Monday, February 8, 2016

The Lord of the Flies

The Lord of the Flies, by William Golding, is the second book for this particular classics challenge, and I will answer the following questions about it.

WHEN I Discovered This Classic
WHY I Chose to Read It
WHAT Makes It A Classic
WHAT I Thought of This Classic
WILL It Stay A Classic
WHO I’d Recommend It To

The Lord of the Flies is one of those books that I have nearly always been aware of. I can picture the cover on the version that was on the shelves in my house growing up, and which is still floating around here somewhere. When I was in high school there were books that we were required to read, and then a list of optional reading that could be used for various papers, etc. I know this was on there, but I never chose it. I am sure that the fact that it was about a group of young boys probably influenced that.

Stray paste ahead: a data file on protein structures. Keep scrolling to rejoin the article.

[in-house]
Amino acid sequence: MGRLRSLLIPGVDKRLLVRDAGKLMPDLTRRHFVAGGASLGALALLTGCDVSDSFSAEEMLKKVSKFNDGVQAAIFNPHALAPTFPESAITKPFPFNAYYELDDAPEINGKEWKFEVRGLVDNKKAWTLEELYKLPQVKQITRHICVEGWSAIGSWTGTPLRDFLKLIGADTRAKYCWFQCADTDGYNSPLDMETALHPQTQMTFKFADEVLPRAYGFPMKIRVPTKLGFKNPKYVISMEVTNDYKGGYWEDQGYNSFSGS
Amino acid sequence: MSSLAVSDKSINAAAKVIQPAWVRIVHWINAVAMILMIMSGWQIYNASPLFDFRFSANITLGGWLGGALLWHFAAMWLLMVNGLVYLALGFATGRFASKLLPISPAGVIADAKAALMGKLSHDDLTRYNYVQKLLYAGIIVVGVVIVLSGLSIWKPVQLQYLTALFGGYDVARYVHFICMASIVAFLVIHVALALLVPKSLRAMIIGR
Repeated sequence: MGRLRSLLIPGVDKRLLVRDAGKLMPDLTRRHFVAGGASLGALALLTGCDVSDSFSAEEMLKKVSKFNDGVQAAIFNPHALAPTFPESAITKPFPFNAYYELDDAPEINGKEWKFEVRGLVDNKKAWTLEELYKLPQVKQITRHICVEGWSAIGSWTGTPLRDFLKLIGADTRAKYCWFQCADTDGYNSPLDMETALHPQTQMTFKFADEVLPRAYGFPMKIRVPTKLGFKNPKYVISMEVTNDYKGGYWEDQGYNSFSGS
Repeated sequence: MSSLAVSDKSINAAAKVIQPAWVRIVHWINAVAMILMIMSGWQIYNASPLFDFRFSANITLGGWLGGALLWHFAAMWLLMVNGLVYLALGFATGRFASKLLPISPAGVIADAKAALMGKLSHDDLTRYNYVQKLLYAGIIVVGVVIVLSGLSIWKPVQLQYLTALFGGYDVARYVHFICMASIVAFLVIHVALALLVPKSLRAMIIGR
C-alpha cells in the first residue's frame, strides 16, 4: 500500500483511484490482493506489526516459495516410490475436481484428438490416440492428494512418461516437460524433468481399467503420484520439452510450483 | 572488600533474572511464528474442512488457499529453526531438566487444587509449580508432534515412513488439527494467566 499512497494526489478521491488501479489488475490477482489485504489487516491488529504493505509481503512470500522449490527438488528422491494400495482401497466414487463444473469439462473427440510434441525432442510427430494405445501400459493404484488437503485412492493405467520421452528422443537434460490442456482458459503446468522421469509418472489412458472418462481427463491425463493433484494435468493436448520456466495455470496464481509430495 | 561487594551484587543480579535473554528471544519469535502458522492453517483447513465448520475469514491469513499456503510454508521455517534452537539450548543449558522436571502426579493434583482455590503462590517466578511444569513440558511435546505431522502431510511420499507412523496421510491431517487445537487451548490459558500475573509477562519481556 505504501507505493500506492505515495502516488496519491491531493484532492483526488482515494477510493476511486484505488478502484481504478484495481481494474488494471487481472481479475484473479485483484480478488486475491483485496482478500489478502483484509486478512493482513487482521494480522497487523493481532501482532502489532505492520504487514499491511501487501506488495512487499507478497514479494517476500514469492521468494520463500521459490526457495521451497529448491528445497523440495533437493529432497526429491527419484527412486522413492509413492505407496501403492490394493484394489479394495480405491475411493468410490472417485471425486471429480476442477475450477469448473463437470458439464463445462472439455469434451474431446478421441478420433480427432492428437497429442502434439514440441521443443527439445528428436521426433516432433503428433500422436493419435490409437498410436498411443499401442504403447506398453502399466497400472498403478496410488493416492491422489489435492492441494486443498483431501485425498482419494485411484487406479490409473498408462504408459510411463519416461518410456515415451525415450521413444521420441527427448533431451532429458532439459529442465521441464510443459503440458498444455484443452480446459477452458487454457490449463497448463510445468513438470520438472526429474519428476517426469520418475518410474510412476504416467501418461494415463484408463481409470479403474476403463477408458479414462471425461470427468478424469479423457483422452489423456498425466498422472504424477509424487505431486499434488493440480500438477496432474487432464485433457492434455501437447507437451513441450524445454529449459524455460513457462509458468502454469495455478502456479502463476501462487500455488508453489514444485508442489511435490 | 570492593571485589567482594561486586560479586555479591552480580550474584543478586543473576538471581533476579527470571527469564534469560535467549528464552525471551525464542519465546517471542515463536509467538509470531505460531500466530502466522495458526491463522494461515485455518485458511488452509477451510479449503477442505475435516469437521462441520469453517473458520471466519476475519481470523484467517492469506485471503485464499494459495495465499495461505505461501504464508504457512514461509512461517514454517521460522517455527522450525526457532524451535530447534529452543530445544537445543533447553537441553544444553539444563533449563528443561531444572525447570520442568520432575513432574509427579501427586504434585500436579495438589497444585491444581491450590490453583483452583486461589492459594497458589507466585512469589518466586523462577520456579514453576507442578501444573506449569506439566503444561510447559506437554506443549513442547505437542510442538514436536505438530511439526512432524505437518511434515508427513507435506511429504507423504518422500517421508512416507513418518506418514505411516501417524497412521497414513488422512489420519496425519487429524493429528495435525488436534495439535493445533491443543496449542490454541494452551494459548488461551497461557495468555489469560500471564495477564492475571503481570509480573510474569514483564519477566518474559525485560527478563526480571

I chose to read it now because it consistently appears on lists of the best books, and I am trying not to leave any significant holes in my reading.

I believe that it is a classic--and will stay a classic--because it addresses one of the most basic literary themes--man's inhumanity to man--at a basic level. It shows a truth that we all know: Children are not innocent. It affirms what we all know in our hearts, that without civilizing influences and "grown ups" enforcing the rules, there will always be those who will take advantage, take over, steal, murder, etc. But it also allows for some to be guided by a stronger sense of right and wrong, and by the welfare of others, as well as themselves.

I liked this book, although I didn't really expect to. It was well-written. The monsters were an interesting idea. You could feel the tragedy coming from the very beginning, and the book was sad, but somehow not in an overwhelming way.

I would recommend this book to those Pollyanna-ish people who believe in the innocence of children or the ideals of communism. This deeper truths of this book are a perfect illustration of why communism and socialism don't work.